Reduce annoying microphonics from your in-ear headphones

In-ear headphones are prone to microphonics, the annoying rustling and thumping sounds caused by the cord. We'll show you a couple of ways to help reduce microphonics from your in-ear headphones.

In-ear headphones
Etymotic hf5 in-ear headphones Ed Rhee/CNET

In-ear headphones, also known as IEMs (in-ear monitors), have become very popular in recent years, replacing the old-style earbuds. One of the annoyances with IEMs, however, is microphonics. Microphonics refers to the rustling and thumping noises you hear when you tap the cord or when the cord brushes up against something.

The old earbud style isn't susceptible to microphonics because it rests just inside your ear, whereas IEMs go in the ear canal. To reduce microphonics, some manufacturers have tried braided cords and other custom solutions. If your in-ear headphones didn't come with these modifications, there are a couple of things you can try to help reduce the annoying noises.

Shirt clip
Some manufacturers include shirt clips with their in-ear headphones. They not only help to keep the cord out of your way, but they reduce microphonics. When the section of the cord below the shirt clip rubs up against something, the clip and your shirt will absorb most of the thumping and rustling noises you'd normally hear. The higher up you place the shirt clip, the better. If your headphones didn't come with a shirt clip, you can buy one on Amazon for about $6.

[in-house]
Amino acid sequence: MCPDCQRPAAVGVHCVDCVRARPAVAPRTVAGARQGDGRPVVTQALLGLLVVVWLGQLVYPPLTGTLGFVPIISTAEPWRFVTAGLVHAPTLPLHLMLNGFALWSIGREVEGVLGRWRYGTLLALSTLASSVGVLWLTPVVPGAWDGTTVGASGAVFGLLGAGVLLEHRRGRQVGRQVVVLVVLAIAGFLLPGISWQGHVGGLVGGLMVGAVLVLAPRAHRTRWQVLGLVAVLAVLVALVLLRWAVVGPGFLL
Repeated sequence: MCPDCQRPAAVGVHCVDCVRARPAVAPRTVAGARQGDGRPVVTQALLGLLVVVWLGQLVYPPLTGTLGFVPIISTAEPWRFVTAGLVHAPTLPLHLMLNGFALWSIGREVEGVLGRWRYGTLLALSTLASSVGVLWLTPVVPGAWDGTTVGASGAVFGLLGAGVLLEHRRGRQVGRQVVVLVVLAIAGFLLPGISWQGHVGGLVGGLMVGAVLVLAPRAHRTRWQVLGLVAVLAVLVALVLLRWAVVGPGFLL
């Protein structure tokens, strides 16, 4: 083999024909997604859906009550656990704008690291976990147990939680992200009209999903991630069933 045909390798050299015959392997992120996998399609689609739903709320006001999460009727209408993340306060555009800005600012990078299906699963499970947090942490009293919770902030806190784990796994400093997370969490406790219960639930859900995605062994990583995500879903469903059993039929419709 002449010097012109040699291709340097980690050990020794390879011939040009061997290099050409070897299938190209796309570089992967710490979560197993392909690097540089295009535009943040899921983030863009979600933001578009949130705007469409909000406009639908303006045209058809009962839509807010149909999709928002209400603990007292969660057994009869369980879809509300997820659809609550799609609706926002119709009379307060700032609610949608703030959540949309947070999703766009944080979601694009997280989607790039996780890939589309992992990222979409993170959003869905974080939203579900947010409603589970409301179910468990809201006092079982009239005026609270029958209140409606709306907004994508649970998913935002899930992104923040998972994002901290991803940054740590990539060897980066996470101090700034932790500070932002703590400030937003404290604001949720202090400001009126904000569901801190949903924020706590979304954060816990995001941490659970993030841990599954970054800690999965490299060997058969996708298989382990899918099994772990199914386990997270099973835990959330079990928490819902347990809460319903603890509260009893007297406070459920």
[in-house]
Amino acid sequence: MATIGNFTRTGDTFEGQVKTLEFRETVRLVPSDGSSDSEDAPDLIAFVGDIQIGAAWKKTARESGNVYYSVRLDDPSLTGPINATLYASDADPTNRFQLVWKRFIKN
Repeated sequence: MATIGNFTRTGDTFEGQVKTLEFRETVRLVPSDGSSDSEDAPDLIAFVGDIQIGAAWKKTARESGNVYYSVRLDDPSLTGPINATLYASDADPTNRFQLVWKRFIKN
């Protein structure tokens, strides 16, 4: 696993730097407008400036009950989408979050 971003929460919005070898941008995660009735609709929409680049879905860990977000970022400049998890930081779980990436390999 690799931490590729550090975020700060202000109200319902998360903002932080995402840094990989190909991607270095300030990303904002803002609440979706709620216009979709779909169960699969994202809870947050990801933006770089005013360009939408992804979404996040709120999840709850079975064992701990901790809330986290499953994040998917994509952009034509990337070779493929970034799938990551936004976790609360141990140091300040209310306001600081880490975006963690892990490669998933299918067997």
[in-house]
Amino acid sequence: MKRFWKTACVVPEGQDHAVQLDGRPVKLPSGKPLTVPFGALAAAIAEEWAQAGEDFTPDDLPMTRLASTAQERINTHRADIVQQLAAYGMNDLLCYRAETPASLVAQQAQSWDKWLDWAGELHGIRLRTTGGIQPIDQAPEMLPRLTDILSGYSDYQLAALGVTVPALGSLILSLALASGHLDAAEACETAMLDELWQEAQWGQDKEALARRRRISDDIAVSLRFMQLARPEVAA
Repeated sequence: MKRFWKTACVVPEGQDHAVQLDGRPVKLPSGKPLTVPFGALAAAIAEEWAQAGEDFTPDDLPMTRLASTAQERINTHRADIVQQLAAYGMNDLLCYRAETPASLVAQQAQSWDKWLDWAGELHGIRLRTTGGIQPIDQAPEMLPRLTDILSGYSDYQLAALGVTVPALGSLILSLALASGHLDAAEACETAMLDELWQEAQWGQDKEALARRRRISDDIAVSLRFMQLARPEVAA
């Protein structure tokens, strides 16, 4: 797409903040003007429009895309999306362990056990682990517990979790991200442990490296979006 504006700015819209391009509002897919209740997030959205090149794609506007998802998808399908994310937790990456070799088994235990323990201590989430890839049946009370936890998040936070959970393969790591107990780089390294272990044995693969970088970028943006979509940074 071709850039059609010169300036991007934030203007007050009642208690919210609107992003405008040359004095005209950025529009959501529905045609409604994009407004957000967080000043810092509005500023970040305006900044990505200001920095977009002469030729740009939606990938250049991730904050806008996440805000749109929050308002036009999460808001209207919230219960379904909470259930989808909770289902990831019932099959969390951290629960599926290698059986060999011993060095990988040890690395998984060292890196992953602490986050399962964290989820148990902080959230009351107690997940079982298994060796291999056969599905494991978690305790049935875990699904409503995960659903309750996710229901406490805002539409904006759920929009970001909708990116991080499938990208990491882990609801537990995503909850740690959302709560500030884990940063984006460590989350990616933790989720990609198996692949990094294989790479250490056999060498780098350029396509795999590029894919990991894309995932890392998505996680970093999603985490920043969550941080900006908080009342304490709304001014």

headphone shirt clip
Ed Rhee/CNET

Wrap cord over ears
Another method of reducing microphonics is wrapping the cord over your ears. Instead of letting the cord dangle straight down, turn your in-ear headphones up and wrap the cord over and behind your ears. This may not work well with all headphones, depending on how they're supposed to be inserted in your ears. Some headphones, like those from Shure, are already designed to go over your ears.

Loop headphone cables over the ears
Ed Rhee/CNET

That's it. If you have other tricks for minimizing microphonics, let us know in the comments below.

Tags:
Tech Culture
About the author

Ed Rhee, a freelance writer based in the San Francisco Bay Area, is an IT veteran turned stay-at-home-dad of two girls. He focuses on Android devices and applications while maintaining a review blog at techdadreview.com.

 

Join the discussion

Conversation powered by Livefyre

Show Comments Hide Comments